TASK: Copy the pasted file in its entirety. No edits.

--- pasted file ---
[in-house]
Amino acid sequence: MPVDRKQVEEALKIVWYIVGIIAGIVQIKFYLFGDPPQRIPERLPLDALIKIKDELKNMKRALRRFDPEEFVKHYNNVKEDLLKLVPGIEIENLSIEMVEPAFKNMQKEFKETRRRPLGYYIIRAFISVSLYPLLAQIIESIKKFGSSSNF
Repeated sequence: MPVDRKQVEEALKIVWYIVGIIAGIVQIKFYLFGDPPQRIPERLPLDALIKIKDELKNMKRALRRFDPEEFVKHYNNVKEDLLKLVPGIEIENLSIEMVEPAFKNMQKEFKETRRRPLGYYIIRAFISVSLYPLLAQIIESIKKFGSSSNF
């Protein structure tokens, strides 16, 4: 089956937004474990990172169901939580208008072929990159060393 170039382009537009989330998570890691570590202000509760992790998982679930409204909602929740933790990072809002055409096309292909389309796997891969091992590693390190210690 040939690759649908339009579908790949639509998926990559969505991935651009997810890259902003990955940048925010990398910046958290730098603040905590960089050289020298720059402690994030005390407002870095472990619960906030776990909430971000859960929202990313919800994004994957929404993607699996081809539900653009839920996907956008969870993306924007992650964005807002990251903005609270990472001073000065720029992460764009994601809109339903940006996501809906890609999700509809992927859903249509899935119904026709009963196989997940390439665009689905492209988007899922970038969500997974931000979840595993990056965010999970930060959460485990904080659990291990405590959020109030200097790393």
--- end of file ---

[in-house]
Amino acid sequence: MPVDRKQVEEALKIVWYIVGIIAGIVQIKFYLFGDPPQRIPERLPLDALIKIKDELKNMKRALRRFDPEEFVKHYNNVKEDLLKLVPGIEIENLSIEMVEPAFKNMQKEFKETRRRPLGYYIIRAFISVSLYPLLAQIIESIKKFGSSSNF
Repeated sequence: MPVDRKQVEEALKIVWYIVGIIAGIVQIKFYLFGDPPQRIPERLPLDALIKIKDELKNMKRALRRFDPEEFVKHYNNVKEDLLKLVPGIEIENLSIEMVEPAFKNMQKEFKETRRRPLGYYIIRAFISVSLYPLLAQIIESIKKFGSSSNF
């Protein structure tokens, strides 16, 4: 089956937004474990990172169901939580208008072929990159060393 170039382009537009989330998570890691570590202000509760992790998982679930409204909602929740933790990072809002055409096309292909389309796997891969091992590693390190210690 040939690759649908339009579908790949639509998926990559969505991935651009997810890259902003990955940048925010990398910046958290730098603040905590960089050289020298720059402690994030005390407002870095472990619960906030776990909430971000859960929202990313919800994004994957929404993607699996081809539900653009839920996907956008969870993306924007992650964005807002990251903005609270990472001073000065720029992460764009994601809109339903940006996501809906890609999700509809992927859903249509899935119904026709009963196989997940390439665009689905492209988007899922970038969500997974931000979840595993990056965010999970930060959460485990904080659990291990405590959020109030200097790393």